Learn to Feel the Pulse of the Neighborhood Before Purchasing Property
The common belief among unsophisticated purchasers is that due diligence simply involves verifying the property’s financial records, such as rent rolls, service contracts, operating expenses, building systems, etc. In my world, that’s just the beginning. It would help if you found out what’s going on with the property and the immediate area in which the property is located.
Shyness can cost you money. Go out and talk to people in the neighborhood diner. Talk to building residents, building staff, neighbors, police officers, and others. It’s unbelievable how much you will learn by doing this.
Read the local newspapers, watch the local news and look on the city or town’s website. Try to keep your ear to the pavement. Many times, the results I uncover will affect my purchasing decision.
A real-life example of the importance of feeling the pulse of the neighborhood drives this message home. Some years back, my partner and I were on our way to an attorney’s office to sign a contract to purchase 20 acres of undeveloped land on Long Island. We arrived early and decided to take one last look at the property.
While driving around the neighborhood, we observed a construction crew working on a new residential development site less than a mile away from the land we were purchasing. We pulled over and started a conversation with the men. I asked how many houses they were building and their purchase prices. When I asked why the prices were so high (in fact, they were much higher than the sales prices I projected), one man replied, “Because this is the last half-acre development site the town will approve since the recent up-zoning to one-acre lots.”
Wow! The new zoning regulations for the land would only permit us to build 20 houses on the site — half the number of homes we were planning to build. The results would have been disastrous if we had signed the contract before learning this. We uncovered this information by driving through the neighborhood and asking questions.
Obviously, we didn’t go through with the purchase. While the seller denied any knowledge of the recent re-zoning and refused to reduce the purchase price of the land, we later learned that both the seller and his attorney had seats on the town board.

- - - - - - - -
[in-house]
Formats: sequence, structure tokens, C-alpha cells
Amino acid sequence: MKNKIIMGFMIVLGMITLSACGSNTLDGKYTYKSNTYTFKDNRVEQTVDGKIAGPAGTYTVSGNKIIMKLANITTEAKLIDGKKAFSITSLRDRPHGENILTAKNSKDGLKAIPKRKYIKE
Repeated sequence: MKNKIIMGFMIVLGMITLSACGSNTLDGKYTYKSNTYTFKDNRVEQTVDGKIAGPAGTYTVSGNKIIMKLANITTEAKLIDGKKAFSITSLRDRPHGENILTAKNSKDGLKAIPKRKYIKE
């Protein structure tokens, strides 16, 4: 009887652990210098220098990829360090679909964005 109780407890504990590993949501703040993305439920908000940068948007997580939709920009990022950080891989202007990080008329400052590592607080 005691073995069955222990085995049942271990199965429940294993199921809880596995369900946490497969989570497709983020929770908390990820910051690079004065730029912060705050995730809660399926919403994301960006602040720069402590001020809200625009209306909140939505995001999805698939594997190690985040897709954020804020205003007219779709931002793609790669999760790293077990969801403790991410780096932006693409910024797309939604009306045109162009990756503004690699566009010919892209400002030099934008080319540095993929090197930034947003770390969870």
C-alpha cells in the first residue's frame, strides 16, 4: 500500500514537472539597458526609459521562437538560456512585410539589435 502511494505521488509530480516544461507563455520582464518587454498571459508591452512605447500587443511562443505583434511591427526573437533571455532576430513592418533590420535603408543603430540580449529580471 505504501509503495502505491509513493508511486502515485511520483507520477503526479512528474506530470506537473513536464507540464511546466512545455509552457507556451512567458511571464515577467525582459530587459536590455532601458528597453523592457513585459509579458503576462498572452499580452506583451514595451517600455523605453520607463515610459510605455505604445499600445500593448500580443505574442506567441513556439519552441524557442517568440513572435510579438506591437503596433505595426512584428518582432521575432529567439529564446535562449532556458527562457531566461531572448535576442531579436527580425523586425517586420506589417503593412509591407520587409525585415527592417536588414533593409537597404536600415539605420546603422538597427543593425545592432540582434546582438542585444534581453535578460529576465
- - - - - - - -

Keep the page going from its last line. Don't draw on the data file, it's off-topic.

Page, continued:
Generally for residential properties, a desirable community should offer tenants a safe and secure environment, convenience, responsible management, and functional building systems. Before making a purchase, you need to answer this vital question: Are tenants generally happy living at the property?
Pursue answers to these questions to get a feel for the pulse of the neighborhood.
1. Is the property well maintained?
Impressive curb appeal, such as a freshly painted property that’s well-landscaped and clean attracts more prospective tenants who will lease at the property.
2. Are the various building systems in working order?
The building systems include boilers, storage tanks, pipes, HVAC and electrical systems, air handlers, condensers, master or individual meters, wiring, circuit breakers, smoke detectors, fire extinguishers, etc.
3. Is there adequate parking and nearby public transportation?
A lack of parking and/or nearby public transportation at your property will hurt your leasing efforts and lead to increased turnover. Imagine having to walk ten blocks to the train or bus stop in the cold. In addition, nobody wants to come home after a hard day’s work in the freezing winter and have to pray for a parking spot to open up.
4. Good or bad management?
The kind of management you have at your property can make or break you. This applies to both third-party management and self-managed properties.
5. Does the property have a high amount of turnover? A major key to success is reducing the property’s turnover. Always remember that each time a tenant vacates a unit, you will need to incur costly turnover expenses. There are nominal costs when tenants renew their lease. Your mantra should be to do everything you can to keep the property as occupied as possible.
6. What’s the immediate area’s reputation? Is the area generally safe? Talk to the police. What’s the crime situation in the area? Are they often called upon for illegal activity, such as drug deals or drug usage, or for breaking up loitering by non-tenants?
7. Are there good schools nearby with available transportation? Good school systems with available transportation are tremendous draws to a community and lead to much less tenant turnover. Tenants are leery of taking their kids out of school and relocating elsewhere.
Sam Liebman is the founder and CEO of WealthWay Equity Group LLC, a New York-based private equity and real estate development company. He has owned substantial interests in over 70 properties during the past 30 years, ranging from multifamily communities, office buildings and shopping centers, to the ground up construction of a luxury 21-story condominium development in Manhattan. He is also CEO of Rolling Cash Realty, Inc., a real estate management company, as well as a partner in Tepper & Co., a certified public accounting firm. His new book is Harvard Can’t Teach What You Learn from the Streets: The Street Success Guide to Building Wealth through MultiFamily Real Estate (Made for Success Publishing, Jan. 11, 2022). Learn more at samliebman.com.